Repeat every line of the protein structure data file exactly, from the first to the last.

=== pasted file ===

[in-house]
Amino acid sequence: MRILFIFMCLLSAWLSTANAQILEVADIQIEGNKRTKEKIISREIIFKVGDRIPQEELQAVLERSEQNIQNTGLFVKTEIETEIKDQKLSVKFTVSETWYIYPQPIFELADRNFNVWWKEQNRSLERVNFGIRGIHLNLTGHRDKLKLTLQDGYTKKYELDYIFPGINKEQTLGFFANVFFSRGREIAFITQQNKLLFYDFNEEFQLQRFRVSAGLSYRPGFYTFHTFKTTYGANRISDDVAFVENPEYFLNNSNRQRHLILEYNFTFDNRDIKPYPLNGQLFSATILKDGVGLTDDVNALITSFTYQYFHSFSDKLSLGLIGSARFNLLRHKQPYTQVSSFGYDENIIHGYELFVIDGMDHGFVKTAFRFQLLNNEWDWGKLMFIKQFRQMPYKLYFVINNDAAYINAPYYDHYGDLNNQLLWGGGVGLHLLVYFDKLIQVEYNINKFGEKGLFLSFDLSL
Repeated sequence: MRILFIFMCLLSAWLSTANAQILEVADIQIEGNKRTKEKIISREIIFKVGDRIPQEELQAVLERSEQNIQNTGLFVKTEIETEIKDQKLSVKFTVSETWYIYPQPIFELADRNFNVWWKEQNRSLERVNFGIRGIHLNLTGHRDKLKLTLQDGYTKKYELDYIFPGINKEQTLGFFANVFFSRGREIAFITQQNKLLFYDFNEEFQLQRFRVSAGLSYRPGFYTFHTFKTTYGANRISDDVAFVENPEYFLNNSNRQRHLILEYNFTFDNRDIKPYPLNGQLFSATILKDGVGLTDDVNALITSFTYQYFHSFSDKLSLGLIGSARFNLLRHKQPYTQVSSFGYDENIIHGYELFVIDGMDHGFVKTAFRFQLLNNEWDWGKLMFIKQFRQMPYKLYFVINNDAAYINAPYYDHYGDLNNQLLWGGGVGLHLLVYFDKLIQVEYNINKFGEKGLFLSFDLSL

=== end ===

[in-house]
Amino acid sequence: MRILFIFMCLLSAWLSTANAQILEVADIQIEGNKRTKEKIISREIIFKVGDRIPQEELQAVLERSEQNIQNTGLFVKTEIETEIKDQKLSVKFTVSETWYIYPQPIFELADRNFNVWWKEQNRSLERVNFGIRGIHLNLTGHRDKLKLTLQDGYTKKYELDYIFPGINKEQTLGFFANVFFSRGREIAFITQQNKLLFYDFNEEFQLQRFRVSAGLSYRPGFYTFHTFKTTYGANRISDDVAFVENPEYFLNNSNRQRHLILEYNFTFDNRDIKPYPLNGQLFSATILKDGVGLTDDVNALITSFTYQYFHSFSDKLSLGLIGSARFNLLRHKQPYTQVSSFGYDENIIHGYELFVIDGMDHGFVKTAFRFQLLNNEWDWGKLMFIKQFRQMPYKLYFVINNDAAYINAPYYDHYGDLNNQLLWGGGVGLHLLVYFDKLIQVEYNINKFGEKGLFLSFDLSL
Repeated sequence: MRILFIFMCLLSAWLSTANAQILEVADIQIEGNKRTKEKIISREIIFKVGDRIPQEELQAVLERSEQNIQNTGLFVKTEIETEIKDQKLSVKFTVSETWYIYPQPIFELADRNFNVWWKEQNRSLERVNFGIRGIHLNLTGHRDKLKLTLQDGYTKKYELDYIFPGINKEQTLGFFANVFFSRGREIAFITQQNKLLFYDFNEEFQLQRFRVSAGLSYRPGFYTFHTFKTTYGANRISDDVAFVENPEYFLNNSNRQRHLILEYNFTFDNRDIKPYPLNGQLFSATILKDGVGLTDDVNALITSFTYQYFHSFSDKLSLGLIGSARFNLLRHKQPYTQVSSFGYDENIIHGYELFVIDGMDHGFVKTAFRFQLLNNEWDWGKLMFIKQFRQMPYKLYFVINNDAAYINAPYYDHYGDLNNQLLWGGGVGLHLLVYFDKLIQVEYNINKFGEKGLFLSFDLSL